Halfway through the two-year widening of the Dulles Toll Road, state transportation officials are proposing that the four-lane commuter highway be expanded to eight lanes instead of six.

The change, expected to be discussed tomorrow by Virginia's Commonwealth Transportation Board, would add about $3 million to the project's estimated $45 million cost but would not necessarily delay its fall 1991 completion date, officials said yesterday.

The proposal surfaced Monday at a Transportation Board subcommittee meeting in an attempt to ensure that car-pool restrictions will be imposed once the widening is completed.

Some had suggested that connections between the toll road and the parallel Dulles Airport Access Road might have safety problems if car-pool restrictions were implemented on the toll road. Some officials said yesterday that eight lanes and a new ramp might resolve those problems.

"I think there's a workable package there," said airport authority General Manager James A. Wilding. However, Transportation Board member Mark Warner called the plan "more of a contingency than a proposal."

In recent months the transportation corridor between the Capital Beltway and Dulles International Airport has been a focus of increased attention. With some studies projecting the toll road will carry more traffic than either Interstate 95 or I-66 within two decades as the area around the airport prospers, efforts to get more people into car pools, an express bus service and possibly a rail system in the corridor have taken on greater urgency.

The proposal by a private firm to extend the Dulles Toll Road from the airport to Leesburg also has moved ahead. The current 15-mile stretch of the toll road, operating at a profit, carries more than 60,000 vehicles a day, far exceeding projections when the road opened six years ago.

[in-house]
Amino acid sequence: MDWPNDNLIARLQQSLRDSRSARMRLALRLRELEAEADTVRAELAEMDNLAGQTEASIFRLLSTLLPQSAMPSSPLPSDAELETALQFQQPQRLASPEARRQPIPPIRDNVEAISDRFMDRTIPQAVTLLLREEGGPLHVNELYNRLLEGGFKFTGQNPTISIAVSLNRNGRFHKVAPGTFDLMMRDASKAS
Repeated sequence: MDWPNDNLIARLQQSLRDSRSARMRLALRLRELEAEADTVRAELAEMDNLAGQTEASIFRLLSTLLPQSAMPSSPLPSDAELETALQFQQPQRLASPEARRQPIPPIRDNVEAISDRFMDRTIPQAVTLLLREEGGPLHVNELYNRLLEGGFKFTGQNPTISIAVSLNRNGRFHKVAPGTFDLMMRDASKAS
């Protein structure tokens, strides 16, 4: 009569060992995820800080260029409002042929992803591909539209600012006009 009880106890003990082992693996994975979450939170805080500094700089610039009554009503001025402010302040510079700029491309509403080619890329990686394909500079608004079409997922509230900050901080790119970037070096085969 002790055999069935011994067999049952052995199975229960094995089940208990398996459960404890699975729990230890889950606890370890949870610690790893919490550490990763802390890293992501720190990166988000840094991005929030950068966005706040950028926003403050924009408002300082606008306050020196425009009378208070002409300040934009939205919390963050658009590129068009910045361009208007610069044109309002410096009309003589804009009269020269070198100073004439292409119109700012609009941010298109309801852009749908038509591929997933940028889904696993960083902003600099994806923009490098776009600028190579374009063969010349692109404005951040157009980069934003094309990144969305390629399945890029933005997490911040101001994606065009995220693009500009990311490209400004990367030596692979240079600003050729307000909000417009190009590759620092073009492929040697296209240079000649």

The proposal to make the toll highway eight lanes -- four in each direction, with one lane limited to "high-occupancy vehicles" at peak hours -- might make car-pool restrictions "more palatable" to the public and the various public agencies that would have to approve the designation, said Mary Anne Reynolds, a spokesman for the Virginia Department of Transportation.

Fairfax County Board Chairman Audrey Moore lauded the proposal yesterday. Noting that Northern Virginia officials have been lobbying for more car-pool and mass transit facilities, she said the proposal shows "the message got through."

When state officials authorized the current widening work, they told contractors to build three lanes in each direction but to make the shoulders wide and strong enough to permit eventual transformation to four lanes. On one stretch of I-95 in Northern Virginia, for example, pavement that is considered part of the highway shoulder becomes an official extra traffic lane during rush hours.

Transportation Department officials said yesterday it was unclear whether the eight-lane toll road proposal would be approved tomorrow by the policy-making Commonwealth Transportation Board. Road designers "are scurrying in Richmond" to come up with revised plans before the meeting, Reynolds said, and the increased cost could be a factor in any decision.

Most of the added cost would go to build a flyover ramp allowing access road traffic to go directly to Route 7 in Tysons Corner without merging onto, then exiting the toll road.

Officials said yesterday that rushing construction of the ramp to keep the overall project on schedule could raise its cost from about $2 million to nearly $3 million.